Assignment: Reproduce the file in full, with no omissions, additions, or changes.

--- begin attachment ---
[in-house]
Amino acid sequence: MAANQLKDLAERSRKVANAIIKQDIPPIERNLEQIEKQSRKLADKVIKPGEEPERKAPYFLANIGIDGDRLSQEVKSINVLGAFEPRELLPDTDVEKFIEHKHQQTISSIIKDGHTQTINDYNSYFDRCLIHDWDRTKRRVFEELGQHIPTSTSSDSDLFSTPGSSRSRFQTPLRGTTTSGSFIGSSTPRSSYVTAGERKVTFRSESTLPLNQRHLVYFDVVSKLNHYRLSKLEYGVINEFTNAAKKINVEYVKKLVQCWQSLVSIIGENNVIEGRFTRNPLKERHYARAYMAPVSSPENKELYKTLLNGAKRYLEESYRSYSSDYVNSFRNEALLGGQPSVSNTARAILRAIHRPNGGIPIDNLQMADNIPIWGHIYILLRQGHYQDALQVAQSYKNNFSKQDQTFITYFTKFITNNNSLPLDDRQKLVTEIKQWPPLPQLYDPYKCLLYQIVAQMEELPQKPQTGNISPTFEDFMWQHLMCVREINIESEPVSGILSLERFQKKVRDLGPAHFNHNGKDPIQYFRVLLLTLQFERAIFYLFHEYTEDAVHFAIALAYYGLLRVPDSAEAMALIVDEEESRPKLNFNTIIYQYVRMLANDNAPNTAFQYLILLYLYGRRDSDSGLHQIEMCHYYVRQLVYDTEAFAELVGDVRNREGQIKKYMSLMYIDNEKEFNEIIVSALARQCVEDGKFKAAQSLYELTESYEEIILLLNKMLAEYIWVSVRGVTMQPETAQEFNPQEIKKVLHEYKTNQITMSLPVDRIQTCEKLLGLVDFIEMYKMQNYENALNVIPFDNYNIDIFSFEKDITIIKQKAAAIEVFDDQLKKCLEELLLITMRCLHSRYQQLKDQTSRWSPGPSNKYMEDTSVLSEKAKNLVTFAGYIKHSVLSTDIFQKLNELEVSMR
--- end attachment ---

[in-house]
Amino acid sequence: MAANQLKDLAERSRKVANAIIKQDIPPIERNLEQIEKQSRKLADKVIKPGEEPERKAPYFLANIGIDGDRLSQEVKSINVLGAFEPRELLPDTDVEKFIEHKHQQTISSIIKDGHTQTINDYNSYFDRCLIHDWDRTKRRVFEELGQHIPTSTSSDSDLFSTPGSSRSRFQTPLRGTTTSGSFIGSSTPRSSYVTAGERKVTFRSESTLPLNQRHLVYFDVVSKLNHYRLSKLEYGVINEFTNAAKKINVEYVKKLVQCWQSLVSIIGENNVIEGRFTRNPLKERHYARAYMAPVSSPENKELYKTLLNGAKRYLEESYRSYSSDYVNSFRNEALLGGQPSVSNTARAILRAIHRPNGGIPIDNLQMADNIPIWGHIYILLRQGHYQDALQVAQSYKNNFSKQDQTFITYFTKFITNNNSLPLDDRQKLVTEIKQWPPLPQLYDPYKCLLYQIVAQMEELPQKPQTGNISPTFEDFMWQHLMCVREINIESEPVSGILSLERFQKKVRDLGPAHFNHNGKDPIQYFRVLLLTLQFERAIFYLFHEYTEDAVHFAIALAYYGLLRVPDSAEAMALIVDEEESRPKLNFNTIIYQYVRMLANDNAPNTAFQYLILLYLYGRRDSDSGLHQIEMCHYYVRQLVYDTEAFAELVGDVRNREGQIKKYMSLMYIDNEKEFNEIIVSALARQCVEDGKFKAAQSLYELTESYEEIILLLNKMLAEYIWVSVRGVTMQPETAQEFNPQEIKKVLHEYKTNQITMSLPVDRIQTCEKLLGLVDFIEMYKMQNYENALNVIPFDNYNIDIFSFEKDITIIKQKAAAIEVFDDQLKKCLEELLLITMRCLHSRYQQLKDQTSRWSPGPSNKYMEDTSVLSEKAKNLVTFAGYIKHSVLSTDIFQKLNELEVSMR